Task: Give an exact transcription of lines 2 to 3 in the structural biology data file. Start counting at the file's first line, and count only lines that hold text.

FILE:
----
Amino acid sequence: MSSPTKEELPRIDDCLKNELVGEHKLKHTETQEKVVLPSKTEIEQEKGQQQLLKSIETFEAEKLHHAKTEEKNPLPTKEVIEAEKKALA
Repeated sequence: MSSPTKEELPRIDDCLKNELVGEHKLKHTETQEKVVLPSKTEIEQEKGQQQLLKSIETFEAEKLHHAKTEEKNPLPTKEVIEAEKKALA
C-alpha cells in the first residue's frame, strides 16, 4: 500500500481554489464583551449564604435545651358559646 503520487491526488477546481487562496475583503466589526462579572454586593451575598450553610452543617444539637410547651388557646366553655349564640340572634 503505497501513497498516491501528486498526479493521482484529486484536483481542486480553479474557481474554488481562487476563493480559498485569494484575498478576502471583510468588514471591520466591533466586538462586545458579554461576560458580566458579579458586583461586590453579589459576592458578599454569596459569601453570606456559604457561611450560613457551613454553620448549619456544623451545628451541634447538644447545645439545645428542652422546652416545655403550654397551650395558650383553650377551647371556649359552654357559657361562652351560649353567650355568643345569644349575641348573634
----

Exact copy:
Repeated sequence: MSSPTKEELPRIDDCLKNELVGEHKLKHTETQEKVVLPSKTEIEQEKGQQQLLKSIETFEAEKLHHAKTEEKNPLPTKEVIEAEKKALA
C-alpha cells in the first residue's frame, strides 16, 4: 500500500481554489464583551449564604435545651358559646 503520487491526488477546481487562496475583503466589526462579572454586593451575598450553610452543617444539637410547651388557646366553655349564640340572634 503505497501513497498516491501528486498526479493521482484529486484536483481542486480553479474557481474554488481562487476563493480559498485569494484575498478576502471583510468588514471591520466591533466586538462586545458579554461576560458580566458579579458586583461586590453579589459576592458578599454569596459569601453570606456559604457561611450560613457551613454553620448549619456544623451545628451541634447538644447545645439545645428542652422546652416545655403550654397551650395558650383553650377551647371556649359552654357559657361562652351560649353567650355568643345569644349575641348573634